Next, take the rough road on your left, directly up the steep climb to the top of the hill. Look for a small grass track looping off to your left. When you reach the top turn off here and sit down out of the wind to admire the views.
Once rested, continue along the track always taking the way which keeps you on the crest of the hill. The track will rise and fall following the peaks which make up the ridge of Cefn Bryn until after about 2.5 miles you will reach the main road near to Reynoldston village.
At the main road you will need to turn left and follow it down the hill towards Reynoldston village. While you are here you should probably take the opportunity to visit Arthur’s Stone, a famous local landmark thought to be a Neolithic chambered tomb. To find it just cross the main road and walk a further 400m continuing in a straight line. You will come across the cairn with its massive 25ton capstone at the end of the wide track.
Arthur’s Stone, or Maen Ceti, is one of over 200 cairns located on Cefn Bryn. It is composed of a huge lump of quartz conglomerate over 4 metres long and 2 meters wide. In the past, the stone attracted visitors from far and wide. Records show that Henry VII’s troops, having landed at Milford Haven en route to battle at Bosworth Field, made a one hundred and twenty eight kilometre detour to visit the stone. In the 16th Century the site was listed as one of the “three mighty achievements of the Isle of Britain (the other two being the Stonehenge and Silbury Hill monuments). The tomb was however not excavated until 1870 by Sir Gardiner Wilkinson. And later became one of the first sites to be protected under the Ancient Monuments Act of 1882.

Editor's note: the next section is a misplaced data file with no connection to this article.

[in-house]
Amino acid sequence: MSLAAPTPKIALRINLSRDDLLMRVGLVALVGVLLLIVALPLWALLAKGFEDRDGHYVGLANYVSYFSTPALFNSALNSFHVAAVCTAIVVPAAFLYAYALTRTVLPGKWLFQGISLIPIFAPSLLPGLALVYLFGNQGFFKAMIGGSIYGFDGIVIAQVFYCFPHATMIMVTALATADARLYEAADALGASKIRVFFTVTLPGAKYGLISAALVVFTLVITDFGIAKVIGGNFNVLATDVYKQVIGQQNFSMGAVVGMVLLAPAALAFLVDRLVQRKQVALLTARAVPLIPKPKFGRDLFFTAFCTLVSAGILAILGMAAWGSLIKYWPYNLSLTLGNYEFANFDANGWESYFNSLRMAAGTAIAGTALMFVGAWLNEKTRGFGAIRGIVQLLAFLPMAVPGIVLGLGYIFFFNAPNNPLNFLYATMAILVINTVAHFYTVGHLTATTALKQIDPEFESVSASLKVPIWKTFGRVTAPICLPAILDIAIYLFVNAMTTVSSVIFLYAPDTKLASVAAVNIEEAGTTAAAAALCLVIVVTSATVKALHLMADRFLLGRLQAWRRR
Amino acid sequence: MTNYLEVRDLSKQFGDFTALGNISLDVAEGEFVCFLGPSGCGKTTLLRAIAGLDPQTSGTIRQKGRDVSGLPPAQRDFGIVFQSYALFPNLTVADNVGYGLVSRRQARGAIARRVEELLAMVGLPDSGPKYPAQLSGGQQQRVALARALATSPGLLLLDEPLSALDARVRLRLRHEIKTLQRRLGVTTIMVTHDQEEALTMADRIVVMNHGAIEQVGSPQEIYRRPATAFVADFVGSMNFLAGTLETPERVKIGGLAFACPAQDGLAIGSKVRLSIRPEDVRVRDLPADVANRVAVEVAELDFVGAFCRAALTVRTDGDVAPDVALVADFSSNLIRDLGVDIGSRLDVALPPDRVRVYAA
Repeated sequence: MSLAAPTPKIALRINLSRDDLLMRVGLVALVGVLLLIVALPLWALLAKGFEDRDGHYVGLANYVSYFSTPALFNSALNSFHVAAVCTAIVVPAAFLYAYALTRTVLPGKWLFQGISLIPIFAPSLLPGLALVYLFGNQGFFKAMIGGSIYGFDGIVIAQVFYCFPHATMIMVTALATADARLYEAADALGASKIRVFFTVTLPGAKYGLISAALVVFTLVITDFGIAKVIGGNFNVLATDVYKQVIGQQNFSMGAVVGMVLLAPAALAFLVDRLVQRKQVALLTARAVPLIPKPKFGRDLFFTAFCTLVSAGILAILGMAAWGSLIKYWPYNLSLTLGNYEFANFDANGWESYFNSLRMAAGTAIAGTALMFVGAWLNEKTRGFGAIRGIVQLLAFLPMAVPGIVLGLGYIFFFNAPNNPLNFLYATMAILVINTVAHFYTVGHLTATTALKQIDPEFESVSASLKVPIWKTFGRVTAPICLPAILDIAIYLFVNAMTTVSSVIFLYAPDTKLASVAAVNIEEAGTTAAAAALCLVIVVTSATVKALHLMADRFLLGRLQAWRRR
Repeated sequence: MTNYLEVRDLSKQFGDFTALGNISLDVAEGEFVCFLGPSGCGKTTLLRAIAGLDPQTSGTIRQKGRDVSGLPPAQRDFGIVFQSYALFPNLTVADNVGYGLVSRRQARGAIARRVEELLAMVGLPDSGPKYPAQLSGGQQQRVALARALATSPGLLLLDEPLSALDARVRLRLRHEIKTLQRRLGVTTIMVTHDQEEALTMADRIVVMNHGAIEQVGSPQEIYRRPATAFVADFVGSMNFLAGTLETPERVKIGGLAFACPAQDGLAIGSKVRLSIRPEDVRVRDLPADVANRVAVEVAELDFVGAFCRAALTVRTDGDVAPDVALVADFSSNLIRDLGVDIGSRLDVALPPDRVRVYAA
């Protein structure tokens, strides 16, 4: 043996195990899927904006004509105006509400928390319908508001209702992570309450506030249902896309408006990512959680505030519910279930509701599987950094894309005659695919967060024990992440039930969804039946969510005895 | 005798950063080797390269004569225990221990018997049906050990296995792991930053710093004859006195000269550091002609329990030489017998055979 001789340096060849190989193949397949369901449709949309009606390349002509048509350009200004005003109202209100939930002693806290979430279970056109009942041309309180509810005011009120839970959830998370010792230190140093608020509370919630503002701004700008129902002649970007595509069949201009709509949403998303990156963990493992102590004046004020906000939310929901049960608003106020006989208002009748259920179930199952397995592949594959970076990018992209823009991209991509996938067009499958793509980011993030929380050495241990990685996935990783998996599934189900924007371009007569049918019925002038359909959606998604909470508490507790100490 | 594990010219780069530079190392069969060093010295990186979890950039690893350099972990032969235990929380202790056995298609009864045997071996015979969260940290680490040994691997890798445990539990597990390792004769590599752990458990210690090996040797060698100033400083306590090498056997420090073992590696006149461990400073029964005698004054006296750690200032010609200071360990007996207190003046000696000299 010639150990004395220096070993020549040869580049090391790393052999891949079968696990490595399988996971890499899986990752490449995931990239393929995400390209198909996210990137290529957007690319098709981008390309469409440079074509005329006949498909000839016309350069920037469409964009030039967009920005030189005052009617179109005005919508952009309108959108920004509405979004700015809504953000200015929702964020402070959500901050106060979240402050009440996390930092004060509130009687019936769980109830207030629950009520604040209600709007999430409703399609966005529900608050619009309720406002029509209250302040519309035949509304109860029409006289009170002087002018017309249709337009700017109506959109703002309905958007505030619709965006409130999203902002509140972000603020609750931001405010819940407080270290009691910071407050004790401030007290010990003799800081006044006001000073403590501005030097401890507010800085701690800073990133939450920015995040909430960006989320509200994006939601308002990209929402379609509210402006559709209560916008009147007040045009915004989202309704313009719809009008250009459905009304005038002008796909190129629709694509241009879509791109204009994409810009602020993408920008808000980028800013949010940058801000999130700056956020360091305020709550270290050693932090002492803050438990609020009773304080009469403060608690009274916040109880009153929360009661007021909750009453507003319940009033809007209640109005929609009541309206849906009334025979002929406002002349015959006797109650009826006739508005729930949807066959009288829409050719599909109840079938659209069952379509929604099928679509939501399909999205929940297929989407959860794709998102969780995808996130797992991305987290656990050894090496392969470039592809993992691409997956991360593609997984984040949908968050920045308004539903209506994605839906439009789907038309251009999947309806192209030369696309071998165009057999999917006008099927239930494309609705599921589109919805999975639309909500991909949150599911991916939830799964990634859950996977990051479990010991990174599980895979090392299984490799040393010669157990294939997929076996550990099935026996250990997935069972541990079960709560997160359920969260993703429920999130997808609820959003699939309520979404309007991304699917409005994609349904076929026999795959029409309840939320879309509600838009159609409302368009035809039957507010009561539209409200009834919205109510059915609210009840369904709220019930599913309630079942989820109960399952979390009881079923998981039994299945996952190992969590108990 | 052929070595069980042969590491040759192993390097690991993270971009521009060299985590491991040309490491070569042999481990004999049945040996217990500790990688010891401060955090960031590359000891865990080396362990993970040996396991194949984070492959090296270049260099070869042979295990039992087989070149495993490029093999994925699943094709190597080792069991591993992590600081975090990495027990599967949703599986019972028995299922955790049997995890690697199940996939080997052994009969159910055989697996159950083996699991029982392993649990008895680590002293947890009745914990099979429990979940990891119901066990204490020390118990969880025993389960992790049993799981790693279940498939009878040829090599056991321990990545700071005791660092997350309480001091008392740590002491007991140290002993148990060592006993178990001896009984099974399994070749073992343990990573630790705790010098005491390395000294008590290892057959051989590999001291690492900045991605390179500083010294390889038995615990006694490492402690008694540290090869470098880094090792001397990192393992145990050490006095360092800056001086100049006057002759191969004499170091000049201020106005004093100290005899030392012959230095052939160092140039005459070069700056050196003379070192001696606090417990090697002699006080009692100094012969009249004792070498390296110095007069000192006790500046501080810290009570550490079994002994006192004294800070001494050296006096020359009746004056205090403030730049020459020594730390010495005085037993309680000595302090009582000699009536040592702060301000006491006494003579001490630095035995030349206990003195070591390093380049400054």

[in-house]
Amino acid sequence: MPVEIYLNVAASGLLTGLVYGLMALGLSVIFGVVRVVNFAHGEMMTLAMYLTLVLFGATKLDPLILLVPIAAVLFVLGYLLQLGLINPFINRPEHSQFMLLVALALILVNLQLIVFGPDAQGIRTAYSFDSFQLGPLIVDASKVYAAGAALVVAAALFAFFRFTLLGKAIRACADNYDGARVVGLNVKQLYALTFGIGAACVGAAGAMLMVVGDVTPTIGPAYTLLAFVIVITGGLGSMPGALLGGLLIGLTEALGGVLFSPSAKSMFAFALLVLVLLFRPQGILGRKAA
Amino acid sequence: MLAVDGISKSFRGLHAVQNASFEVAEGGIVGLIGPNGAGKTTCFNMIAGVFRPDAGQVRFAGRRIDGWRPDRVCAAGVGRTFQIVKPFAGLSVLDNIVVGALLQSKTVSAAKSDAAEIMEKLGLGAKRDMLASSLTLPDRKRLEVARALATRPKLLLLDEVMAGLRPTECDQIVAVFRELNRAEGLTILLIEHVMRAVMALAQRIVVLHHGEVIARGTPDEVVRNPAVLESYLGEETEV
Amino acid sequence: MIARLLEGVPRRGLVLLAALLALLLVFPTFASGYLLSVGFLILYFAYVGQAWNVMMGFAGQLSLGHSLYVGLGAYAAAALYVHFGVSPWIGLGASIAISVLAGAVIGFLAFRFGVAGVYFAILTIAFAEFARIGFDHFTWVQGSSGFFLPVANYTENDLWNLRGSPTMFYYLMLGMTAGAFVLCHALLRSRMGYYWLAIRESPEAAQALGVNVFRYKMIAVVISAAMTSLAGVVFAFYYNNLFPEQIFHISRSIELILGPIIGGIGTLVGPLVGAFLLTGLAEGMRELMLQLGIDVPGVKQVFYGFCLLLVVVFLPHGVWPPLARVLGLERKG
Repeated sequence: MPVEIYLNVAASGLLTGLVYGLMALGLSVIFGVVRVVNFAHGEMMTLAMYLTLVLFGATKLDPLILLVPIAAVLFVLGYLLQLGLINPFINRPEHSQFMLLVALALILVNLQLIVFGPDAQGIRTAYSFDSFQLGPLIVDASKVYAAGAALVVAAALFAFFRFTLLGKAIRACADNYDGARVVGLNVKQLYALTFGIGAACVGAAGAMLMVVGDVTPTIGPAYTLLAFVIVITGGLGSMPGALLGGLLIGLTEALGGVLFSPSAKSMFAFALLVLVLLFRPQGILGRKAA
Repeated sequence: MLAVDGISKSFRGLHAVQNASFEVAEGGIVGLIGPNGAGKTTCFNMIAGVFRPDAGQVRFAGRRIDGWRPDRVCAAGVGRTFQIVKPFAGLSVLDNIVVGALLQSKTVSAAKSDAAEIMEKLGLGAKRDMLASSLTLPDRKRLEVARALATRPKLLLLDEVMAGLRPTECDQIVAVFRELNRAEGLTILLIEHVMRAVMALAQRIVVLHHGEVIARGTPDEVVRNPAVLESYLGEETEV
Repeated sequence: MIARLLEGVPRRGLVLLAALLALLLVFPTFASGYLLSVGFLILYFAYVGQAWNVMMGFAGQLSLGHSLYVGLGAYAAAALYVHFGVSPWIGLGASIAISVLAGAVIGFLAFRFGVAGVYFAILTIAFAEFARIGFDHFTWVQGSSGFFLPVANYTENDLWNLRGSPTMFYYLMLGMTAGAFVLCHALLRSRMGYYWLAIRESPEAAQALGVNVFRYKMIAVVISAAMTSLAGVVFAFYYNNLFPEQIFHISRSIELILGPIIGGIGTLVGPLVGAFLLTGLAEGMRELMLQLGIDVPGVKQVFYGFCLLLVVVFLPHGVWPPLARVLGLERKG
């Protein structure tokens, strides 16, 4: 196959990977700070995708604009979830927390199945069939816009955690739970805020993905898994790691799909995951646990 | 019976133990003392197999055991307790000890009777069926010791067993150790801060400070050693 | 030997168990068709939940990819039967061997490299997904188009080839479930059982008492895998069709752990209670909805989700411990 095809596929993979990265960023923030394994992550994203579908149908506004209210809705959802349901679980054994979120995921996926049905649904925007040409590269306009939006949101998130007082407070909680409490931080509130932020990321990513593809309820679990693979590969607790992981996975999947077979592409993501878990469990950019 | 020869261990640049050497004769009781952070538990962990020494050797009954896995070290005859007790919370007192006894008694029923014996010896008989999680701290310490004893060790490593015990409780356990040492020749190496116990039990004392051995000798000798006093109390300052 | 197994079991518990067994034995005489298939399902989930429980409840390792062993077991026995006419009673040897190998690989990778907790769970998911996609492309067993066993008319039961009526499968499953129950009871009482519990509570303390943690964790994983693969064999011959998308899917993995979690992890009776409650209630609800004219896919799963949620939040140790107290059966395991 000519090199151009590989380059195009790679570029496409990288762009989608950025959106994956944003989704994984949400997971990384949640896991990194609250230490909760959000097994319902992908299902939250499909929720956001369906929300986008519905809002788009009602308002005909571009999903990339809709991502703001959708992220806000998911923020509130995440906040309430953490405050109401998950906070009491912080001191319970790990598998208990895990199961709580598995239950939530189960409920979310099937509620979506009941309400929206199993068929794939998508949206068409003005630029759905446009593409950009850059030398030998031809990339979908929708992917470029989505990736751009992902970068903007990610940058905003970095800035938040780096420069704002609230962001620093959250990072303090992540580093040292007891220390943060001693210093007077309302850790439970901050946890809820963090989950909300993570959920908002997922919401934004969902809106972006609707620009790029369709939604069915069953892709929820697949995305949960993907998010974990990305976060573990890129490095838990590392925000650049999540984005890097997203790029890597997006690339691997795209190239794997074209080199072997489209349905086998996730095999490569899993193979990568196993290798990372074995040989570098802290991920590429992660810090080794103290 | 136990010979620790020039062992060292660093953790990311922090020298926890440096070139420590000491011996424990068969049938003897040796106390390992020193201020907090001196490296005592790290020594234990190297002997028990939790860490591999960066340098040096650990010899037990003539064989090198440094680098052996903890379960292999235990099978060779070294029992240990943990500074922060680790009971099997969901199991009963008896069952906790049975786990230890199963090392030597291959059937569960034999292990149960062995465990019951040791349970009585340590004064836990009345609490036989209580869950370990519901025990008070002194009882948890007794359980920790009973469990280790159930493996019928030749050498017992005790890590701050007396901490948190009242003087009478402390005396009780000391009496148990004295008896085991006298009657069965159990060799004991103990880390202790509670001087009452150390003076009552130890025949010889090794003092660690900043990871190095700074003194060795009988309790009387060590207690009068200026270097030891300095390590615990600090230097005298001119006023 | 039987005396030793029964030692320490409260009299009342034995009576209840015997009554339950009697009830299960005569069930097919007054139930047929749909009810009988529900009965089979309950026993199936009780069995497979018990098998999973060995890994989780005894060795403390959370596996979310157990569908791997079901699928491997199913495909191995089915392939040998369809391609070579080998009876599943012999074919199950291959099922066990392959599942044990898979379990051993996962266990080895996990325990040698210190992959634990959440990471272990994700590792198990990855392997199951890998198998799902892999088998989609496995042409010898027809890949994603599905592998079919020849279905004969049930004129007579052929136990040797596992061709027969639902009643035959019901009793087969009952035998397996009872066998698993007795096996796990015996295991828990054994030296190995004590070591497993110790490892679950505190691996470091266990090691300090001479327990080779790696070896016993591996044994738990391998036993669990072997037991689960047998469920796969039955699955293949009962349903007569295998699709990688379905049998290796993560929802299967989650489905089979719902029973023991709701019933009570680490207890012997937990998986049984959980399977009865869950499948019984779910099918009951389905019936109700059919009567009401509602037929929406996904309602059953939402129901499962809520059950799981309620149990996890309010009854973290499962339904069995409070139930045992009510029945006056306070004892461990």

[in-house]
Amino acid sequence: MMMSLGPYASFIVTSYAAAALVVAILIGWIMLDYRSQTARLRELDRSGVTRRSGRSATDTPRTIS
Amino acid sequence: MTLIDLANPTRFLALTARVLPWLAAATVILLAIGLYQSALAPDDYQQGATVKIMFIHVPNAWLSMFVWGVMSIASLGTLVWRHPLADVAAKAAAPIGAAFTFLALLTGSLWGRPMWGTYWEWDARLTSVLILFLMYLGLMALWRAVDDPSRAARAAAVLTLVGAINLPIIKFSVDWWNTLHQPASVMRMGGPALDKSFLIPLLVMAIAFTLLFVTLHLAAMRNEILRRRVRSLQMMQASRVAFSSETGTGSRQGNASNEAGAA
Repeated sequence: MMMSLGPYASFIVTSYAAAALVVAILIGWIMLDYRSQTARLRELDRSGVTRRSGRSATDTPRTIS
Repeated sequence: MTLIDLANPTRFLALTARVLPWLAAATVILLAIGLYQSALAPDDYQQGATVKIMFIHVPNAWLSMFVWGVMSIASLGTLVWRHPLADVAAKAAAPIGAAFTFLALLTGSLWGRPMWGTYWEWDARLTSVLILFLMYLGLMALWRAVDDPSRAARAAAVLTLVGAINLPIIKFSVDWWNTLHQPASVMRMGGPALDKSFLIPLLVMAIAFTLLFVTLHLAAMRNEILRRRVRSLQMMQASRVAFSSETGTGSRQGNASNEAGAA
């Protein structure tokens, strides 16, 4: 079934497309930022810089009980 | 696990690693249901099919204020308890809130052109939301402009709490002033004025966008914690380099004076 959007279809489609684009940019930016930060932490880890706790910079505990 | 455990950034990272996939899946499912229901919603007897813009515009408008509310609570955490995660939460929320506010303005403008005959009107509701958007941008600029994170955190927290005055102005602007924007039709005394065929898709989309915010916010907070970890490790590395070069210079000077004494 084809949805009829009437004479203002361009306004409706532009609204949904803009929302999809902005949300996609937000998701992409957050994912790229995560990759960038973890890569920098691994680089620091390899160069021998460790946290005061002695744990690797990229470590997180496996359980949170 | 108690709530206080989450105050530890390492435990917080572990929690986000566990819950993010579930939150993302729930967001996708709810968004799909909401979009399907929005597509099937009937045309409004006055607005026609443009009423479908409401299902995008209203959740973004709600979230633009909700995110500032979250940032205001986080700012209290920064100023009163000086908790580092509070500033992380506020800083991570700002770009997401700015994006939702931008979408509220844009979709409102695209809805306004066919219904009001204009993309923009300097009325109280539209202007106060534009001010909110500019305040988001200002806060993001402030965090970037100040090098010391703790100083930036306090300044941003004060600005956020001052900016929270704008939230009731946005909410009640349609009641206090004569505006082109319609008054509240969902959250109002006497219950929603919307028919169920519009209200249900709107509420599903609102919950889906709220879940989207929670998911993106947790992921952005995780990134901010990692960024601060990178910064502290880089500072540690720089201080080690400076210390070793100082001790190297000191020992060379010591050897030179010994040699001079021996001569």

Despite its early fame, we now understand that the tomb is not quite the engineering feat that it first appears. It is actually a glacial erratic deposited here by the glaciers, Neolithic man merely excavated beneath the stone placing 12 upright stones to support its weight and creating the two chambered tomb.